I’ve had something of a roller coaster relationship with Eduardo Rodriguez since he came over to Boston. For a long time, I was lower on the young lefty than most. I thought he was set to be a solid major-league starter, but thought those for calling for him to be destined for the top of a rotation were overblowing his case a bit. Eventually, the general expectations came down a bit, and I started to get a little higher on him. I never quite thought he was going to be an ace, but at some point around last September I had come around. I had seen the light. Among all the Red Sox pitchers — above even Chris Sale — Rodriguez was the one I was most excited to see. If he could build off what he did towards the end of last year, the Red Sox would have the third pitcher they needed in David Price’s absence.
Through the first month of the year and Rodriguez’ first four starts (plus one relief appearance), they have gotten the high-end of production from the former Oriole prospect, even if it hasn’t really seemed like it. He hasn’t been great in every start, but his last time out was indicative of the guy he can be. Throwing against the Cubs, arguably the best lineup in baseball, he allowed just one run in six innings while striking out nine. It was a masterclass of pitching.
After that outstanding start, Rodriguez is suddenly looking like he’s ready to break out. A couple of years ago, Baseball Prospectus introduced DRA, which along with cFIP has quickly become my go-to pitching metric. The linked post explains the metric if you’re unfamiliar. By DRA, Rodriguez has been incredible so far this year. His 1.11 DRA trails only Sale and Dallas Keuchel among the 132 pitchers with 20 innings., who are the two early favorites for the American League Cy Young. Of course, DRA only describes what has happened, and isn’t always predictive, particularly in small samples such as this. That’s where cFIP comes in, and by that metric Rodriguez has been 23 percent better than average and his 77 cFIP is the seventh-best among that same group. (Sale is number one, of course.)
Looking at the individual aspects of his season, it’s clear that the strikeouts are the most important part of Rodriguez’ early-season success. After his nine-strikeout outing last time out, he is up to 12 strikeouts per nine innings, almost four strikeouts more than his rate last year. While he’s almost certainly not going to keep up this pace, it’s worth noting that he is inducing whiffs on 38 percent of swings, per Baseball Prospectus. Among the 145 pitchers who have thrown at least 250 pitches, Rodriguez’ swinging strike rate ranks third. He is actually one spot ahead of Sale, and trails only Jacob deGrom and Chris Devenski.
The biggest reason for his success has been his changeup, which can only be described by the act of kissing your fingers like a chef. He’s leaned heavily on the pitch in 2017, and has been rewarded. Almost 27 percent of the time he throws the pitch, it results in a whiff. For some context, the rate on Rodriguez’ fastball this year is a little under 12 percent, and the rate for his changeup last year was 20 percent. It’s on a different level this year.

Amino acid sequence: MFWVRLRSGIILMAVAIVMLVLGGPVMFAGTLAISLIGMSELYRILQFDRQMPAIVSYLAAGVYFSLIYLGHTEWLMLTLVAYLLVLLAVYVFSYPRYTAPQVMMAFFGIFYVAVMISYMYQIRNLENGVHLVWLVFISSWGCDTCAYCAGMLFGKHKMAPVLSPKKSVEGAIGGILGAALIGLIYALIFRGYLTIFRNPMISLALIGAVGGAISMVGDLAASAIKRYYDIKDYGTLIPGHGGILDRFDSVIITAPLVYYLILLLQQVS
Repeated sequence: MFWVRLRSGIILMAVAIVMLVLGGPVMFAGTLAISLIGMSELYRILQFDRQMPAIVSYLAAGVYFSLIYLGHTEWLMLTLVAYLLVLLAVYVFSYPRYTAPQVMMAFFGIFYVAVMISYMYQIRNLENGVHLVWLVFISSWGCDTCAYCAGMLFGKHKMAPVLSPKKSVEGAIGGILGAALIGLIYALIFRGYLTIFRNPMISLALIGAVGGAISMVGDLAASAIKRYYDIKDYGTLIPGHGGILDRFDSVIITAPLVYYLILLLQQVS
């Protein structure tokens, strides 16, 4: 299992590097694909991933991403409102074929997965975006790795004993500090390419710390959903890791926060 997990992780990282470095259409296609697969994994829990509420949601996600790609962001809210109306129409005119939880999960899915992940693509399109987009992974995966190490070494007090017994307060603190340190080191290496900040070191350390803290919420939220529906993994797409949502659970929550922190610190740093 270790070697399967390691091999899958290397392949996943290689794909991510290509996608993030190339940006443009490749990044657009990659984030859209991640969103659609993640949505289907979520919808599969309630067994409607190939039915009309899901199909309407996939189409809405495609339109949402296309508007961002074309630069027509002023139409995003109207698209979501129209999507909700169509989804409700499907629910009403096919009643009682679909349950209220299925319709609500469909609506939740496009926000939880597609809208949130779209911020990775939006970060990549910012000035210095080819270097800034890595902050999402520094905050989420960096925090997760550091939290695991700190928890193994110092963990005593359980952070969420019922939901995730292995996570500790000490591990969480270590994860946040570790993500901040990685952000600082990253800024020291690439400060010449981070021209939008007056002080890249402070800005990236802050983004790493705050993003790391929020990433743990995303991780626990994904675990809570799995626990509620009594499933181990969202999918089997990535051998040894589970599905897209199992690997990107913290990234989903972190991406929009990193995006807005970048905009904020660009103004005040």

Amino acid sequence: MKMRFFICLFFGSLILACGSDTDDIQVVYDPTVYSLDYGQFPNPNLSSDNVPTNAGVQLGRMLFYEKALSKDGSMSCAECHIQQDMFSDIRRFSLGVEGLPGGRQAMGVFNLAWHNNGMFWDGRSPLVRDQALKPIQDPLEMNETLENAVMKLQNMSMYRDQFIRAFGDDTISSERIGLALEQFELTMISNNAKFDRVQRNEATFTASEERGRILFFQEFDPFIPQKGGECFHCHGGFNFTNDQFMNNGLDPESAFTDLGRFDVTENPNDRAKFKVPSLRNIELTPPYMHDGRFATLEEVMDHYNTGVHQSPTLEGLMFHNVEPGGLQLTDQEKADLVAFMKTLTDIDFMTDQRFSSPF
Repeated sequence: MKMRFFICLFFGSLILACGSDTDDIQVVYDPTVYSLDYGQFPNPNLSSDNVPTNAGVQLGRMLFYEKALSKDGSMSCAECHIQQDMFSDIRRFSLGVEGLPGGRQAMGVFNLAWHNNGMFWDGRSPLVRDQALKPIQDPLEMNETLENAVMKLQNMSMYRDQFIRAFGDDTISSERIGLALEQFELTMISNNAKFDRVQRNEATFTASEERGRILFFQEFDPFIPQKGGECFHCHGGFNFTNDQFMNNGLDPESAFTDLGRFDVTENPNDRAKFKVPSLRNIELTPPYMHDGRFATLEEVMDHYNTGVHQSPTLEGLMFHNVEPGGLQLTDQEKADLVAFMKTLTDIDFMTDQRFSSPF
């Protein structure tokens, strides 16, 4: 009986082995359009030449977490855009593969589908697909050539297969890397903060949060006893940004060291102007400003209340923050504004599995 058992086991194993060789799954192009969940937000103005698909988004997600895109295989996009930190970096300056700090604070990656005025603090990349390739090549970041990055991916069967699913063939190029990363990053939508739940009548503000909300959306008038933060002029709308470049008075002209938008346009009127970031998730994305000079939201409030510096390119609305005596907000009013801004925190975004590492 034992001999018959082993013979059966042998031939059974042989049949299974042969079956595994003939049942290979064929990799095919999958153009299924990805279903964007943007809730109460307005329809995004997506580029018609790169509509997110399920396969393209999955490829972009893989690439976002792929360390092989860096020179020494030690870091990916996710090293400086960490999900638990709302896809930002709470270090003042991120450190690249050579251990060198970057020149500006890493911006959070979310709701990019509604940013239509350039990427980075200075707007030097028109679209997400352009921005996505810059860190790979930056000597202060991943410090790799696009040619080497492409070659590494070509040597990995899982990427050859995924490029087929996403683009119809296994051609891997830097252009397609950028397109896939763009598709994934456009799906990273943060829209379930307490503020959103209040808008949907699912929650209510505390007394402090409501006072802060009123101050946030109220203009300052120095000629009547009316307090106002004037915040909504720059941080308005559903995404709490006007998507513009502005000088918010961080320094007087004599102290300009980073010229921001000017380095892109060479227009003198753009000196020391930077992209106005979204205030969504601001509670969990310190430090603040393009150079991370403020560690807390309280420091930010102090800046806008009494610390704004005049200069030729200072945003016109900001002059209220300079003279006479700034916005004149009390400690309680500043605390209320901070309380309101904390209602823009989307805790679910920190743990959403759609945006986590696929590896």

Another interesting aspect from Rodriguez has been his flyball approach. He was never really a groundball pitcher, but he’s taking it to a new extreme this year. Per BP, his groundball rate is currently just 26 percent, down from 33 percent last year and the lowest rate in baseball for pitchers with at least 20 innings. With the sample being so small, it’s probably not worth reading too much into the actual rate, by the flyball tendency is interesting. While it can lead to home runs — and it has, as he’s allowed four dingers in four starts — it also leads to fewer hits when it stays in the yard. That’s true for any pitcher, and it’s extra true for a pitcher that gets in throw in front of Boston’s outfield defense. Ground balls usually seem better, but the fly balls aren’t the worst idea for Rodriguez.
While this season has certainly been a step in the right direction for the 24-year-old, there are still some things to work on. For his entire career I’ve harped on his inability to use his whole arsenal, and that’s happening again this year. While the changeup has been phenomenal, he hasn’t had any confidence in his slider. He’s thrown it at least ten percent of the time in just two outings this year, and one of them was the one-inning relief stint he threw in Toronto. The other outing was his first of the year against Detroit, which was his worst start of the season by a large margin. It’s hard to succeed as a starter in this league with just two pitches. As long as the changeup is this effective, it shouldn’t be an issue. There will be days the offspeed stuff doesn’t work, though, and he really needs that third pitch available to pick him up.
On top of that, he’s still struggling with control. Even after walking just two against the Cubs, Rodriguez is still walking more than five batters per nine innings. Obviously, simply allowing free base runners is bad enough. It’s not just the runners that hurt, though. It’s just a continuation of Rodriguez being too inefficient. He has yet to make it more than six innings this year. In fact, he didn’t do it at all last year, either. If he’s truly going to take the next step, he needs to make it deeper into games.
I’m not totally all-in on Rodriguez quite yet, as there is still improvement to be made. He’s still not consistent with all three pitches, and he’s still too inefficient. With that being said, he’s been quite strong to start the season. If there’s one player on the roster — pitcher or position player — that looks poised to really breakout this year, I’d argue it’s Rodriguez. With his changeup working the way it is, he’s just a small adjustment or two away from making the leap.